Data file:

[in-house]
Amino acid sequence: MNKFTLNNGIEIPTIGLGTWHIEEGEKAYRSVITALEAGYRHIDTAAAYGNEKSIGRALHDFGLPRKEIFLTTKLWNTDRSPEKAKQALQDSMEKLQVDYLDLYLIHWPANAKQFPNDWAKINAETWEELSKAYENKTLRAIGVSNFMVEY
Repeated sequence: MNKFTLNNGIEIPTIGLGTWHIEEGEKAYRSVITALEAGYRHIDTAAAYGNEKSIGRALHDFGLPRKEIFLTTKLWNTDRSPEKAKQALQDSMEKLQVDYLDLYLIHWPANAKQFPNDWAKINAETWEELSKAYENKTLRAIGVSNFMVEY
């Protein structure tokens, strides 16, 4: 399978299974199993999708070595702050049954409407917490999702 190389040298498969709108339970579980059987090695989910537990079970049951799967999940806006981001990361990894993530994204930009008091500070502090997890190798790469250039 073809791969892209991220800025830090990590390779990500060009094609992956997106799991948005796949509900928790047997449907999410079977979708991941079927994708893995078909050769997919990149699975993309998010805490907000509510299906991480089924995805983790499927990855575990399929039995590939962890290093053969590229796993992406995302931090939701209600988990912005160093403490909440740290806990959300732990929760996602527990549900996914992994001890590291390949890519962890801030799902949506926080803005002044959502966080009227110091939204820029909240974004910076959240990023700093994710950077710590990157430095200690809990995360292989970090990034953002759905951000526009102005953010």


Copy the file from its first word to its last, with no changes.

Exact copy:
[in-house]
Amino acid sequence: MNKFTLNNGIEIPTIGLGTWHIEEGEKAYRSVITALEAGYRHIDTAAAYGNEKSIGRALHDFGLPRKEIFLTTKLWNTDRSPEKAKQALQDSMEKLQVDYLDLYLIHWPANAKQFPNDWAKINAETWEELSKAYENKTLRAIGVSNFMVEY
Repeated sequence: MNKFTLNNGIEIPTIGLGTWHIEEGEKAYRSVITALEAGYRHIDTAAAYGNEKSIGRALHDFGLPRKEIFLTTKLWNTDRSPEKAKQALQDSMEKLQVDYLDLYLIHWPANAKQFPNDWAKINAETWEELSKAYENKTLRAIGVSNFMVEY
């Protein structure tokens, strides 16, 4: 399978299974199993999708070595702050049954409407917490999702 190389040298498969709108339970579980059987090695989910537990079970049951799967999940806006981001990361990894993530994204930009008091500070502090997890190798790469250039 073809791969892209991220800025830090990590390779990500060009094609992956997106799991948005796949509900928790047997449907999410079977979708991941079927994708893995078909050769997919990149699975993309998010805490907000509510299906991480089924995805983790499927990855575990399929039995590939962890290093053969590229796993992406995302931090939701209600988990912005160093403490909440740290806990959300732990929760996602527990549900996914992994001890590291390949890519962890801030799902949506926080803005002044959502966080009227110091939204820029909240974004910076959240990023700093994710950077710590990157430095200690809990995360292989970090990034953002759905951000526009102005953010």